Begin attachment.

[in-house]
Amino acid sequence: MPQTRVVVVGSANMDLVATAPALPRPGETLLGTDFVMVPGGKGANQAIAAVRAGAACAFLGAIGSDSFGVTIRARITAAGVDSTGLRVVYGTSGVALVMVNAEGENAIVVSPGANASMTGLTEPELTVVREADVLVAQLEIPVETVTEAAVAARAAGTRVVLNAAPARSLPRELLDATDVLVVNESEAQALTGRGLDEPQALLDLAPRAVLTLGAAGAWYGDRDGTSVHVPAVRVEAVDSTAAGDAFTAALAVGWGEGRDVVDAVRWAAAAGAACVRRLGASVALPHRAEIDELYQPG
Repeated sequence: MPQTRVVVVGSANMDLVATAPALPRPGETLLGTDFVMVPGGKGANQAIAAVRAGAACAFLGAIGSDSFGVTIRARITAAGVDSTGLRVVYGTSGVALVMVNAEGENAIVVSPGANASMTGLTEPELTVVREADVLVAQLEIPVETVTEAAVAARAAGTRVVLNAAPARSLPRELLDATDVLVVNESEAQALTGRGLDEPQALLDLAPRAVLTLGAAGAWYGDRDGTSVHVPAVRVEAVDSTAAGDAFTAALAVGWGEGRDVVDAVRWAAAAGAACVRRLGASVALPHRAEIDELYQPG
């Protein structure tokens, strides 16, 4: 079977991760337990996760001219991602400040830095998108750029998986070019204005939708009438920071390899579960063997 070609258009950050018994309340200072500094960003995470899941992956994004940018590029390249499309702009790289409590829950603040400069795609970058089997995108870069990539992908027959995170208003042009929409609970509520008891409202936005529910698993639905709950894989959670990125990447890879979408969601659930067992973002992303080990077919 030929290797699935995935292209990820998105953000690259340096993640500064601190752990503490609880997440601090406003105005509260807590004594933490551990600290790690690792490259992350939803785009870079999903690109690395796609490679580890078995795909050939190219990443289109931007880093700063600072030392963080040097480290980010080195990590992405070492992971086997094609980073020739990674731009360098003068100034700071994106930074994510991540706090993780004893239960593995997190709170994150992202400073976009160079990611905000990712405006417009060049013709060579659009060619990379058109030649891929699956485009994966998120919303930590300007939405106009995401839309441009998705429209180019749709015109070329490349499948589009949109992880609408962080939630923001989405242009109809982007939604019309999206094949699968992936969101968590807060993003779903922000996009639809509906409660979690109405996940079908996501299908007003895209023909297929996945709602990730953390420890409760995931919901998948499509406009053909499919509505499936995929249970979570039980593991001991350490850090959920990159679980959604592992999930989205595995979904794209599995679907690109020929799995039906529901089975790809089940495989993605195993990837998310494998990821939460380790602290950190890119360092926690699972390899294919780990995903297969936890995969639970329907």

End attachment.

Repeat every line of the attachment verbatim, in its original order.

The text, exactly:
[in-house]
Amino acid sequence: MPQTRVVVVGSANMDLVATAPALPRPGETLLGTDFVMVPGGKGANQAIAAVRAGAACAFLGAIGSDSFGVTIRARITAAGVDSTGLRVVYGTSGVALVMVNAEGENAIVVSPGANASMTGLTEPELTVVREADVLVAQLEIPVETVTEAAVAARAAGTRVVLNAAPARSLPRELLDATDVLVVNESEAQALTGRGLDEPQALLDLAPRAVLTLGAAGAWYGDRDGTSVHVPAVRVEAVDSTAAGDAFTAALAVGWGEGRDVVDAVRWAAAAGAACVRRLGASVALPHRAEIDELYQPG
Repeated sequence: MPQTRVVVVGSANMDLVATAPALPRPGETLLGTDFVMVPGGKGANQAIAAVRAGAACAFLGAIGSDSFGVTIRARITAAGVDSTGLRVVYGTSGVALVMVNAEGENAIVVSPGANASMTGLTEPELTVVREADVLVAQLEIPVETVTEAAVAARAAGTRVVLNAAPARSLPRELLDATDVLVVNESEAQALTGRGLDEPQALLDLAPRAVLTLGAAGAWYGDRDGTSVHVPAVRVEAVDSTAAGDAFTAALAVGWGEGRDVVDAVRWAAAAGAACVRRLGASVALPHRAEIDELYQPG
């Protein structure tokens, strides 16, 4: 079977991760337990996760001219991602400040830095998108750029998986070019204005939708009438920071390899579960063997 070609258009950050018994309340200072500094960003995470899941992956994004940018590029390249499309702009790289409590829950603040400069795609970058089997995108870069990539992908027959995170208003042009929409609970509520008891409202936005529910698993639905709950894989959670990125990447890879979408969601659930067992973002992303080990077919 030929290797699935995935292209990820998105953000690259340096993640500064601190752990503490609880997440601090406003105005509260807590004594933490551990600290790690690792490259992350939803785009870079999903690109690395796609490679580890078995795909050939190219990443289109931007880093700063600072030392963080040097480290980010080195990590992405070492992971086997094609980073020739990674731009360098003068100034700071994106930074994510991540706090993780004893239960593995997190709170994150992202400073976009160079990611905000990712405006417009060049013709060579659009060619990379058109030649891929699956485009994966998120919303930590300007939405106009995401839309441009998705429209180019749709015109070329490349499948589009949109992880609408962080939630923001989405242009109809982007939604019309999206094949699968992936969101968590807060993003779903922000996009639809509906409660979690109405996940079908996501299908007003895209023909297929996945709602990730953390420890409760995931919901998948499509406009053909499919509505499936995929249970979570039980593991001991350490850090959920990159679980959604592992999930989205595995979904794209599995679907690109020929799995039906529901089975790809089940495989993605195993990837998310494998990821939460380790602290950190890119360092926690699972390899294919780990995903297969936890995969639970329907």